whole country did an upgrade to cheap fiber everywhere we’d get better connection for
everybody. Right now though if a mayor wants to do this for himself he’ll be pummeled by
the incumbents. In almost 20 states in America it’s either illegal or very difficult for
municipalities to make this decision for themselves. BILL MOYERS:
In North Carolina a couple
of years ago lobbyists for Time Warner persuaded the state legislature to make it almost impossible,
virtually impossible for municipalities to get their own utility, right? SUSAN CRAWFORD:
That’s exactly right. And
so now North Carolina, after being beaten up by the incumbents is at the near the bottom
of broadband rankings for the United States. BILL MOYERS:
And what’s the practical consequence
of that? SUSAN CRAWFORD:
All those students in North
Carolina, all those businesses that otherwise would be forming, they don’t have adequate
connections in their towns to allow this to happen. They’ve got– they’re subject to higher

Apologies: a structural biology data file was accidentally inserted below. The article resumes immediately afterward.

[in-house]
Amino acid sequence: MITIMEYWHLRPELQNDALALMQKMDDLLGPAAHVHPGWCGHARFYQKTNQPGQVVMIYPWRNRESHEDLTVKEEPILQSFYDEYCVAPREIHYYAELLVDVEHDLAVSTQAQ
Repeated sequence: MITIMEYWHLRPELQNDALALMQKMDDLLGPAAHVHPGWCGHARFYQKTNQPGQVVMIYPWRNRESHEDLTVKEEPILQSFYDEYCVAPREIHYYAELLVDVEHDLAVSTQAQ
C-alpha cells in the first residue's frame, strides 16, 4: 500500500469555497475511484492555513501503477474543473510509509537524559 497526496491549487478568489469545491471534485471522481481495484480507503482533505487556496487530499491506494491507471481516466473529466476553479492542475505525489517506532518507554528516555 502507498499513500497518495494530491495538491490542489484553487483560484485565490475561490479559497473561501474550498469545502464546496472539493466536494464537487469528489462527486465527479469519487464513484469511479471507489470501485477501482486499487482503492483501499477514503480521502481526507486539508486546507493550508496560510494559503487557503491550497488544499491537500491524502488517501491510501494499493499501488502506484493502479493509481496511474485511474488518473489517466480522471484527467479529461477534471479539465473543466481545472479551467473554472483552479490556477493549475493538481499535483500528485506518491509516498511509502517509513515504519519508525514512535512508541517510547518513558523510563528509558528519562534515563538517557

and higher pricing. They’re being gouged. BILL MOYERS:
Your book did underscore for
me why this is so important to democracy, to the functioning of our political system,
to our role as a self-governing free people. Talk about that a moment. Why do you see this
so urgently in terms of our practically dysfunctional democracy today? SUSAN CRAWFORD:
We need to be able to speak
to each other effectively and effectively to government. We need to empower our citizens
to feel dignified and ready to cope in the 21st century. Having a communications system
that knits the country together is not just about economic growth. It’s about the social
fabric of the country. And a country that feels as if it can move together and trust